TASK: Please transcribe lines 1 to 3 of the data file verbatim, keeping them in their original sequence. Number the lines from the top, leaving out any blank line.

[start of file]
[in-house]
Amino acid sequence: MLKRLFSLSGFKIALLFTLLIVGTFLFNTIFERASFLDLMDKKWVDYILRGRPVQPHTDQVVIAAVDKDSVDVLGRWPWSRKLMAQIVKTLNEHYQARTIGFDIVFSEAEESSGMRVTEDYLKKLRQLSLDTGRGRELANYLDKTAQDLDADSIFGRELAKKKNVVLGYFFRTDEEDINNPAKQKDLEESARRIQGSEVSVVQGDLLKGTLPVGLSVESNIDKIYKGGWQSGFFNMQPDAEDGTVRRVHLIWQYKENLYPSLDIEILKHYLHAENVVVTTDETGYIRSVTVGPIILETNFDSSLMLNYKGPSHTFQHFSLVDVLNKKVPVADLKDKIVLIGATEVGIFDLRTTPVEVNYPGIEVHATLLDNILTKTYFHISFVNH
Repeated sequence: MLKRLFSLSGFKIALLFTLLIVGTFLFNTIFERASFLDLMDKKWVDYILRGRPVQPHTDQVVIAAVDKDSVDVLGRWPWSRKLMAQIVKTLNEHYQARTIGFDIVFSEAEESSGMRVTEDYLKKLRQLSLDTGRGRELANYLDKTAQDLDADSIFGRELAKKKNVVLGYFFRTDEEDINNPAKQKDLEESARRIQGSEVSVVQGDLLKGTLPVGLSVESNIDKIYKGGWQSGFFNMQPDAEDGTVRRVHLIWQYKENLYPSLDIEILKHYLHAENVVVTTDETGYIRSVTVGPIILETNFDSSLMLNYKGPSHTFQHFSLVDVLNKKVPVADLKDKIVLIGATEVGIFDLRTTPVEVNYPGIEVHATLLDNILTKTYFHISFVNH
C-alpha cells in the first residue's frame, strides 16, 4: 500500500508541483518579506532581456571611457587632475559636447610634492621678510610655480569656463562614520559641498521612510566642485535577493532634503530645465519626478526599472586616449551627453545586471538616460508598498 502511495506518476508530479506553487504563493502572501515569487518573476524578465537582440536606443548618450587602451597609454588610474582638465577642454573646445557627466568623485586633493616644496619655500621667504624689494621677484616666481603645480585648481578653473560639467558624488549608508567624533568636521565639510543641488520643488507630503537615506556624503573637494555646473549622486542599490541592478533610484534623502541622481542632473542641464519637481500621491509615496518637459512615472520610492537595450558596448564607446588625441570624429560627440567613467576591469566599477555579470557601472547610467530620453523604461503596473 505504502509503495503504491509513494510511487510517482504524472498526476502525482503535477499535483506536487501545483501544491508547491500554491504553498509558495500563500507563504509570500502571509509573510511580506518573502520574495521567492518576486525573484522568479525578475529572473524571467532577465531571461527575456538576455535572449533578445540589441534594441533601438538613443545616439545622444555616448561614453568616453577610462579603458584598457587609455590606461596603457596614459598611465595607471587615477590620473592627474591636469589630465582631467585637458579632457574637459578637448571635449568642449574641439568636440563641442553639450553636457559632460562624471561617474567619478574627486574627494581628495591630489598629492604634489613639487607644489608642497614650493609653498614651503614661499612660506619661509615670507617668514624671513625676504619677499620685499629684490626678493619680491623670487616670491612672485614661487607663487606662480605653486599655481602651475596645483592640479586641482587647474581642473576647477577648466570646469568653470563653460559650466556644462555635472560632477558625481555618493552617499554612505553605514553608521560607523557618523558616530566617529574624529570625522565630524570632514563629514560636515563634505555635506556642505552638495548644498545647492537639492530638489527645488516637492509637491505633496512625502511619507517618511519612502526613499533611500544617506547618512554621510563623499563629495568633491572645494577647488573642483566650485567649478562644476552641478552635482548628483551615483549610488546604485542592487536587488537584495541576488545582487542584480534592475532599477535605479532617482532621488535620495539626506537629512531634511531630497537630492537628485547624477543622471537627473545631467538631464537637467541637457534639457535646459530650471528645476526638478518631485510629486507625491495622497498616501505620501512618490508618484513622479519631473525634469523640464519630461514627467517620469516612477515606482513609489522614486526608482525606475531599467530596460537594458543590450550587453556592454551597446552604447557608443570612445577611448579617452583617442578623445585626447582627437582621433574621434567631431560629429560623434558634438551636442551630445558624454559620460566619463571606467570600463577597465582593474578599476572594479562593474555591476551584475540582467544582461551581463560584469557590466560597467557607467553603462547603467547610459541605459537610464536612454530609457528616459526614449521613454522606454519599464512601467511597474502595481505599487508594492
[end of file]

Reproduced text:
[in-house]
Amino acid sequence: MLKRLFSLSGFKIALLFTLLIVGTFLFNTIFERASFLDLMDKKWVDYILRGRPVQPHTDQVVIAAVDKDSVDVLGRWPWSRKLMAQIVKTLNEHYQARTIGFDIVFSEAEESSGMRVTEDYLKKLRQLSLDTGRGRELANYLDKTAQDLDADSIFGRELAKKKNVVLGYFFRTDEEDINNPAKQKDLEESARRIQGSEVSVVQGDLLKGTLPVGLSVESNIDKIYKGGWQSGFFNMQPDAEDGTVRRVHLIWQYKENLYPSLDIEILKHYLHAENVVVTTDETGYIRSVTVGPIILETNFDSSLMLNYKGPSHTFQHFSLVDVLNKKVPVADLKDKIVLIGATEVGIFDLRTTPVEVNYPGIEVHATLLDNILTKTYFHISFVNH
Repeated sequence: MLKRLFSLSGFKIALLFTLLIVGTFLFNTIFERASFLDLMDKKWVDYILRGRPVQPHTDQVVIAAVDKDSVDVLGRWPWSRKLMAQIVKTLNEHYQARTIGFDIVFSEAEESSGMRVTEDYLKKLRQLSLDTGRGRELANYLDKTAQDLDADSIFGRELAKKKNVVLGYFFRTDEEDINNPAKQKDLEESARRIQGSEVSVVQGDLLKGTLPVGLSVESNIDKIYKGGWQSGFFNMQPDAEDGTVRRVHLIWQYKENLYPSLDIEILKHYLHAENVVVTTDETGYIRSVTVGPIILETNFDSSLMLNYKGPSHTFQHFSLVDVLNKKVPVADLKDKIVLIGATEVGIFDLRTTPVEVNYPGIEVHATLLDNILTKTYFHISFVNH